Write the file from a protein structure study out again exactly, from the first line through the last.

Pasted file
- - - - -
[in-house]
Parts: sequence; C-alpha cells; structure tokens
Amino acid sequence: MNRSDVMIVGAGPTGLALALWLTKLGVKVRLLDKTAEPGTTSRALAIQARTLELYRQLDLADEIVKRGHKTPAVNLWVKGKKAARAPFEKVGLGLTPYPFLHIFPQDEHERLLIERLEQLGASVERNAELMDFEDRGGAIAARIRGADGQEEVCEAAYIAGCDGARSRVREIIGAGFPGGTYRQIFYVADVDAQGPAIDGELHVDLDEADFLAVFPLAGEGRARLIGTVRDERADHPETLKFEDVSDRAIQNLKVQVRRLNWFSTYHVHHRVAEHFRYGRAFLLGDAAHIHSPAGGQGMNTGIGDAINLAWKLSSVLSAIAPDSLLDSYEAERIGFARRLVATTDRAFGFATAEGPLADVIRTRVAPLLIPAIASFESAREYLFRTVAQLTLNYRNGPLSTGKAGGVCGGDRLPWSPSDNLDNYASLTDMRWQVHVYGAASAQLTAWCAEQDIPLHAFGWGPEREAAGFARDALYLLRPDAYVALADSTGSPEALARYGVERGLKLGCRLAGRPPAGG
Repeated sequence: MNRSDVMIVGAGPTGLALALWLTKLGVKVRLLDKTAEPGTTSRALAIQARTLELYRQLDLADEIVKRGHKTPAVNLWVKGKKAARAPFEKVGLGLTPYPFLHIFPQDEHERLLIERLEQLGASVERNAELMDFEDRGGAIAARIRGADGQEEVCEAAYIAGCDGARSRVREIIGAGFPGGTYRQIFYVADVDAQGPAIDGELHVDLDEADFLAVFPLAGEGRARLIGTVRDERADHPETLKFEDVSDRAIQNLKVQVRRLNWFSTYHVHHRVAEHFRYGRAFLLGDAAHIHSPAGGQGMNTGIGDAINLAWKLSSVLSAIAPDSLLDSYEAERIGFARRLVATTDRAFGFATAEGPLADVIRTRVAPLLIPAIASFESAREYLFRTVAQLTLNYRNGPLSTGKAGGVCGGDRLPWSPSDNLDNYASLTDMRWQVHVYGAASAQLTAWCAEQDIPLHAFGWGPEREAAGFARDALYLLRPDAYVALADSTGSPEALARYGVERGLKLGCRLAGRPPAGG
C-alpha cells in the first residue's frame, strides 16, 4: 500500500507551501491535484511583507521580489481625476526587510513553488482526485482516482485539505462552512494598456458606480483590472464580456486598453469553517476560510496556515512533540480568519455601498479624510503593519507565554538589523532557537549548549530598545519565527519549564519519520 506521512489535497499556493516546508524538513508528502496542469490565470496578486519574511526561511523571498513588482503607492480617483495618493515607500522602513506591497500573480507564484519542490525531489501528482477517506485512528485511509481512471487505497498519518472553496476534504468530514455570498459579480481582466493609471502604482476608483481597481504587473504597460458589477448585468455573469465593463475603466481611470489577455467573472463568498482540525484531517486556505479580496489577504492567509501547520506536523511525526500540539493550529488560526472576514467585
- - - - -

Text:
[in-house]
Parts: sequence; C-alpha cells; structure tokens
Amino acid sequence: MNRSDVMIVGAGPTGLALALWLTKLGVKVRLLDKTAEPGTTSRALAIQARTLELYRQLDLADEIVKRGHKTPAVNLWVKGKKAARAPFEKVGLGLTPYPFLHIFPQDEHERLLIERLEQLGASVERNAELMDFEDRGGAIAARIRGADGQEEVCEAAYIAGCDGARSRVREIIGAGFPGGTYRQIFYVADVDAQGPAIDGELHVDLDEADFLAVFPLAGEGRARLIGTVRDERADHPETLKFEDVSDRAIQNLKVQVRRLNWFSTYHVHHRVAEHFRYGRAFLLGDAAHIHSPAGGQGMNTGIGDAINLAWKLSSVLSAIAPDSLLDSYEAERIGFARRLVATTDRAFGFATAEGPLADVIRTRVAPLLIPAIASFESAREYLFRTVAQLTLNYRNGPLSTGKAGGVCGGDRLPWSPSDNLDNYASLTDMRWQVHVYGAASAQLTAWCAEQDIPLHAFGWGPEREAAGFARDALYLLRPDAYVALADSTGSPEALARYGVERGLKLGCRLAGRPPAGG
Repeated sequence: MNRSDVMIVGAGPTGLALALWLTKLGVKVRLLDKTAEPGTTSRALAIQARTLELYRQLDLADEIVKRGHKTPAVNLWVKGKKAARAPFEKVGLGLTPYPFLHIFPQDEHERLLIERLEQLGASVERNAELMDFEDRGGAIAARIRGADGQEEVCEAAYIAGCDGARSRVREIIGAGFPGGTYRQIFYVADVDAQGPAIDGELHVDLDEADFLAVFPLAGEGRARLIGTVRDERADHPETLKFEDVSDRAIQNLKVQVRRLNWFSTYHVHHRVAEHFRYGRAFLLGDAAHIHSPAGGQGMNTGIGDAINLAWKLSSVLSAIAPDSLLDSYEAERIGFARRLVATTDRAFGFATAEGPLADVIRTRVAPLLIPAIASFESAREYLFRTVAQLTLNYRNGPLSTGKAGGVCGGDRLPWSPSDNLDNYASLTDMRWQVHVYGAASAQLTAWCAEQDIPLHAFGWGPEREAAGFARDALYLLRPDAYVALADSTGSPEALARYGVERGLKLGCRLAGRPPAGG
C-alpha cells in the first residue's frame, strides 16, 4: 500500500507551501491535484511583507521580489481625476526587510513553488482526485482516482485539505462552512494598456458606480483590472464580456486598453469553517476560510496556515512533540480568519455601498479624510503593519507565554538589523532557537549548549530598545519565527519549564519519520 506521512489535497499556493516546508524538513508528502496542469490565470496578486519574511526561511523571498513588482503607492480617483495618493515607500522602513506591497500573480507564484519542490525531489501528482477517506485512528485511509481512471487505497498519518472553496476534504468530514455570498459579480481582466493609471502604482476608483481597481504587473504597460458589477448585468455573469465593463475603466481611470489577455467573472463568498482540525484531517486556505479580496489577504492567509501547520506536523511525526500540539493550529488560526472576514467585